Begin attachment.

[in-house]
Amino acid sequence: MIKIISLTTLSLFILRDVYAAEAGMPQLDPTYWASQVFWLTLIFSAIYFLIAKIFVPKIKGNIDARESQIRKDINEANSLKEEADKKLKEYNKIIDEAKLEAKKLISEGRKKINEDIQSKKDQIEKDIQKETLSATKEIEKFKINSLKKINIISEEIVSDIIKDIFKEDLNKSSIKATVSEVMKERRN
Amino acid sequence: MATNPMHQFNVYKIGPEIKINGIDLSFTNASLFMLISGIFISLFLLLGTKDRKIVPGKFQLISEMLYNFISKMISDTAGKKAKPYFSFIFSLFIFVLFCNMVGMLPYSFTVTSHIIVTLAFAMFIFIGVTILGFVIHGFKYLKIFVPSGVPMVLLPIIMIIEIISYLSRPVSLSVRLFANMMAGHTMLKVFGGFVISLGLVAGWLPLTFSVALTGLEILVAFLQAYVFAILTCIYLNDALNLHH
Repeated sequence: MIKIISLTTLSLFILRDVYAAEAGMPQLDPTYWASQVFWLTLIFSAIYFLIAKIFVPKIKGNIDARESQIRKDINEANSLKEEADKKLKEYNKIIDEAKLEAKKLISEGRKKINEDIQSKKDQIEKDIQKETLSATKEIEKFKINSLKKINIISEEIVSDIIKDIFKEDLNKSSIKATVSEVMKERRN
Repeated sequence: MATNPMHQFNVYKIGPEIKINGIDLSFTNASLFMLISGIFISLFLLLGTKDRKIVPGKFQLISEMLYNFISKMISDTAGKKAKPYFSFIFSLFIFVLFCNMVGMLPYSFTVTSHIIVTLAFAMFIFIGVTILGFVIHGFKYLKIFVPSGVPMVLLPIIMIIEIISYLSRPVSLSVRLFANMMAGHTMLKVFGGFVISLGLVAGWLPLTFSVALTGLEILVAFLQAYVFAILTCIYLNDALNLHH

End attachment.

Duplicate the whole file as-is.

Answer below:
[in-house]
Amino acid sequence: MIKIISLTTLSLFILRDVYAAEAGMPQLDPTYWASQVFWLTLIFSAIYFLIAKIFVPKIKGNIDARESQIRKDINEANSLKEEADKKLKEYNKIIDEAKLEAKKLISEGRKKINEDIQSKKDQIEKDIQKETLSATKEIEKFKINSLKKINIISEEIVSDIIKDIFKEDLNKSSIKATVSEVMKERRN
Amino acid sequence: MATNPMHQFNVYKIGPEIKINGIDLSFTNASLFMLISGIFISLFLLLGTKDRKIVPGKFQLISEMLYNFISKMISDTAGKKAKPYFSFIFSLFIFVLFCNMVGMLPYSFTVTSHIIVTLAFAMFIFIGVTILGFVIHGFKYLKIFVPSGVPMVLLPIIMIIEIISYLSRPVSLSVRLFANMMAGHTMLKVFGGFVISLGLVAGWLPLTFSVALTGLEILVAFLQAYVFAILTCIYLNDALNLHH
Repeated sequence: MIKIISLTTLSLFILRDVYAAEAGMPQLDPTYWASQVFWLTLIFSAIYFLIAKIFVPKIKGNIDARESQIRKDINEANSLKEEADKKLKEYNKIIDEAKLEAKKLISEGRKKINEDIQSKKDQIEKDIQKETLSATKEIEKFKINSLKKINIISEEIVSDIIKDIFKEDLNKSSIKATVSEVMKERRN
Repeated sequence: MATNPMHQFNVYKIGPEIKINGIDLSFTNASLFMLISGIFISLFLLLGTKDRKIVPGKFQLISEMLYNFISKMISDTAGKKAKPYFSFIFSLFIFVLFCNMVGMLPYSFTVTSHIIVTLAFAMFIFIGVTILGFVIHGFKYLKIFVPSGVPMVLLPIIMIIEIISYLSRPVSLSVRLFANMMAGHTMLKVFGGFVISLGLVAGWLPLTFSVALTGLEILVAFLQAYVFAILTCIYLNDALNLHH